The United Nations High Commissioner for Refugees (UNHCR) has warned that nearly one million refugees from South Sudan are living under dire condition in displacement camps in the conflict-ridden region.
“With refugees fleeing South Sudan in their thousands, surrounding countries are straining under the weight of large numbers of displaced people and critically underfunded operations,” the UNHCR said in a statement on Monday.
“Already there are some 930,000 refugees in the region, and more are arriving daily,” the statement added.
The UN body noted that arrivals of South Sudanese fleeing their country after an outbreak of fresh fighting in the capital, Juba, had peaked at “more than 8,000 in one day” last month.
Ninety per cent of new arrivals were women and children, the agency added.
The UNHCR said despite setting up a new 100,000-capacity camp at Yumbe, in northern Uganda, it urgently needs more money to accommodate nearly one million South Sudanese refugees in six countries in the region, as well as some 1.6 million people internally displaced in the wake of fresh conflicts.
Thousands of people have been killed and more than three million forced to flee their homes in the war that started in December 2013, when South Sudan’s President Salva Kiir sacked then Vice President Riek Machar only two years after the country seceded from Sudan.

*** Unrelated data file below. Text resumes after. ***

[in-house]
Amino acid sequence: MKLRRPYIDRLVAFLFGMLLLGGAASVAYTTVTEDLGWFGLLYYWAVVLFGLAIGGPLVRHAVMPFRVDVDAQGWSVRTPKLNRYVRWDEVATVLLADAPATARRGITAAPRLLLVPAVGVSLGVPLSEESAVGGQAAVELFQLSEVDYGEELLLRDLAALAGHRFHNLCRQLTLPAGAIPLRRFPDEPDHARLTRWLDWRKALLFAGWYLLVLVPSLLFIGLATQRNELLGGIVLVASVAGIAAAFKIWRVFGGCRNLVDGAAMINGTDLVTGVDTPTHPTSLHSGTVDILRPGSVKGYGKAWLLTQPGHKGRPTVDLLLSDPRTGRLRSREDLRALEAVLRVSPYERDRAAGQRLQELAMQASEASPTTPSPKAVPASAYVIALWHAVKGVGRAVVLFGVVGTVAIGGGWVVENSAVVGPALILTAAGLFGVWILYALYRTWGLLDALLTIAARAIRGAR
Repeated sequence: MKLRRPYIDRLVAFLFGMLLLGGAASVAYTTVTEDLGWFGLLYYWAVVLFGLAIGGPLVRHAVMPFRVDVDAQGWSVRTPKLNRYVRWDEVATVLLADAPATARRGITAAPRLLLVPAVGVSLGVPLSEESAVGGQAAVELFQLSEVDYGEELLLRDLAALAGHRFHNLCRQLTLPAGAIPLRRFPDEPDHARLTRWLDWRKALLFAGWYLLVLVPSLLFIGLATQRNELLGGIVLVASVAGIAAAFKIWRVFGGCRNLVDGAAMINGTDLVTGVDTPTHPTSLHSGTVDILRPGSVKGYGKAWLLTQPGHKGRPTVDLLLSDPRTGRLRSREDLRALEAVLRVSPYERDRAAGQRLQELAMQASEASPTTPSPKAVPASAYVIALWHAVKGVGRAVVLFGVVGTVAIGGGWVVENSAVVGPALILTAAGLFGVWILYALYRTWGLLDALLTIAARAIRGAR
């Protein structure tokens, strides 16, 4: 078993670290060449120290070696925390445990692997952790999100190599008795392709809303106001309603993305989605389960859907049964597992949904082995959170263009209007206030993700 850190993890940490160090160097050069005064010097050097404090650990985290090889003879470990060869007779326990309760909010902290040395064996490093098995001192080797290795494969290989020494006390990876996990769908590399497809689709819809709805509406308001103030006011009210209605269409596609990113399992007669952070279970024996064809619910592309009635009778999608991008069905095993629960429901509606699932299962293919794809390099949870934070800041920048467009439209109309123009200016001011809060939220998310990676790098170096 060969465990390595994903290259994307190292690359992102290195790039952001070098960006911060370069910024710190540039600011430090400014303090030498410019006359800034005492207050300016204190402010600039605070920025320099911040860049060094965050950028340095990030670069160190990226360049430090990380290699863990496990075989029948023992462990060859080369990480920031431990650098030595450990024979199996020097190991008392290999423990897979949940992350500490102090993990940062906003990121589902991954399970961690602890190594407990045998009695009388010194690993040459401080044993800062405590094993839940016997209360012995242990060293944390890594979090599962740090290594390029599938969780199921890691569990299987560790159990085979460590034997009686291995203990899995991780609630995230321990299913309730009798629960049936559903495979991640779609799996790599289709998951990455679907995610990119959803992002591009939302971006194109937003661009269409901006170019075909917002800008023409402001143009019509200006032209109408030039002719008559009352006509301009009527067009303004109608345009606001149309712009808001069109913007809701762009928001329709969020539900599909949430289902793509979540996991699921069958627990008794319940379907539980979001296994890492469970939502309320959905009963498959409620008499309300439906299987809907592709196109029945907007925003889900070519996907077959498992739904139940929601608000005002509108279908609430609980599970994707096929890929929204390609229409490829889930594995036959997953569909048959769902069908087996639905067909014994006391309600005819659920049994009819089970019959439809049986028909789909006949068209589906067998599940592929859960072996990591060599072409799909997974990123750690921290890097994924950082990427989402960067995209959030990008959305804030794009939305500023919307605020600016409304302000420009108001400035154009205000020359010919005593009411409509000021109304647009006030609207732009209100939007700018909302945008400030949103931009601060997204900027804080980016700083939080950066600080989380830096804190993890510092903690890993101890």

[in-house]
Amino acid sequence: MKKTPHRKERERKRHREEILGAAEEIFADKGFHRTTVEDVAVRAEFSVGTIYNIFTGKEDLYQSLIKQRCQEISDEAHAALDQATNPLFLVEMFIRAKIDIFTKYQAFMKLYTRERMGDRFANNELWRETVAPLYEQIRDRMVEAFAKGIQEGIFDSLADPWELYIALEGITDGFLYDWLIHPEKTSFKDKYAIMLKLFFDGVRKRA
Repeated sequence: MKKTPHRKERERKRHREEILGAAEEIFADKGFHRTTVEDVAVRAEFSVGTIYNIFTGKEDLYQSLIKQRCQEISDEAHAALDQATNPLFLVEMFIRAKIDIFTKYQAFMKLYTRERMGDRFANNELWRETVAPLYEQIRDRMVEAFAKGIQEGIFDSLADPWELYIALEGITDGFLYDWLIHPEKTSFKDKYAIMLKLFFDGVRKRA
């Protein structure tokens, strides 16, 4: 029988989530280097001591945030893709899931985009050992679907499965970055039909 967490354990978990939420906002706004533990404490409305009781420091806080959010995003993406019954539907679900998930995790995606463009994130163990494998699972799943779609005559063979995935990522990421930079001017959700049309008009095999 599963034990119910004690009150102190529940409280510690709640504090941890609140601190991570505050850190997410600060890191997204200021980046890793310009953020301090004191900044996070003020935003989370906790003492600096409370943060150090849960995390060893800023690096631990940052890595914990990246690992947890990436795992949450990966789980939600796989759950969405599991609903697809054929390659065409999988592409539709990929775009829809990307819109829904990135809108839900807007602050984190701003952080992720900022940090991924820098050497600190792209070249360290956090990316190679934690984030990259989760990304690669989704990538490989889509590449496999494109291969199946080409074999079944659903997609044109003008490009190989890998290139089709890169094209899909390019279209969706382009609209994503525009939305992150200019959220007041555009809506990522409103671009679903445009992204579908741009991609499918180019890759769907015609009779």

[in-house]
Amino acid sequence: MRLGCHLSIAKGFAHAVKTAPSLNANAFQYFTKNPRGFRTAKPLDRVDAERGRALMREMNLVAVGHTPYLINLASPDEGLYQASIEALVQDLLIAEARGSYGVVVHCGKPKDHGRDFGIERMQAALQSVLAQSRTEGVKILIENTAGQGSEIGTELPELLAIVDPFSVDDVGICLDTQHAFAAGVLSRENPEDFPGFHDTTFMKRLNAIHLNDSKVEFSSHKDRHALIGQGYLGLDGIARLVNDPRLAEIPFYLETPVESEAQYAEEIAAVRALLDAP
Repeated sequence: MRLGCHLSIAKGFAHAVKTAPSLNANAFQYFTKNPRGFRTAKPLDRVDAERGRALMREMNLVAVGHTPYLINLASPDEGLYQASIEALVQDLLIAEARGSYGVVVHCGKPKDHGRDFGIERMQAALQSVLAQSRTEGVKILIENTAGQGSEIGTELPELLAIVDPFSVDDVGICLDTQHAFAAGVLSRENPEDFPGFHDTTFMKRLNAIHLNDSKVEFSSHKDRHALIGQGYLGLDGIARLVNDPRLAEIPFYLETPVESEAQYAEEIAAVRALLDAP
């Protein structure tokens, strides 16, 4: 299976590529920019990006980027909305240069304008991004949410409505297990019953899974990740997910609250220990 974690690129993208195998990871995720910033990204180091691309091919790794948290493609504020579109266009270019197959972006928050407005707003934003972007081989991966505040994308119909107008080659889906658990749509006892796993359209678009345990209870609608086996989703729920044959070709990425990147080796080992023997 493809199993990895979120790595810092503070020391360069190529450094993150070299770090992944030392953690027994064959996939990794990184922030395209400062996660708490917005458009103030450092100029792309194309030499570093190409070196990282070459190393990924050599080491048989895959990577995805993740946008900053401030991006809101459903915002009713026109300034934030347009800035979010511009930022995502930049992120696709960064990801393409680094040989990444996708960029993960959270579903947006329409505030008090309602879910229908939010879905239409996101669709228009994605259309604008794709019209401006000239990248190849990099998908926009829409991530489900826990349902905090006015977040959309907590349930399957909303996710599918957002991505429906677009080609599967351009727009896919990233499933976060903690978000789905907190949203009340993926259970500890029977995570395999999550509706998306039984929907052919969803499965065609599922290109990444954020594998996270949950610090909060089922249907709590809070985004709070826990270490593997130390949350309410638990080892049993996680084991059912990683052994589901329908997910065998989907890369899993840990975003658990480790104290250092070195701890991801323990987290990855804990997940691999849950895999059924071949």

The two sides eventually signed an agreement in August 2015 to bring the conflict to an end. As part of the deal, Machar returned to Juba in April to take up the post of vice president in a national unity government.
The northeastern African country has witnessed a new wave of conflict since July 8, when gunfire erupted near the state house in Juba, where Kiir and Machar were meeting for talks. More than 300 people have been killed in the clashes.
The South Sudanese refugees who fled to Uganda have been subjected to robberies and sexual assaults, the UN refugee agency says.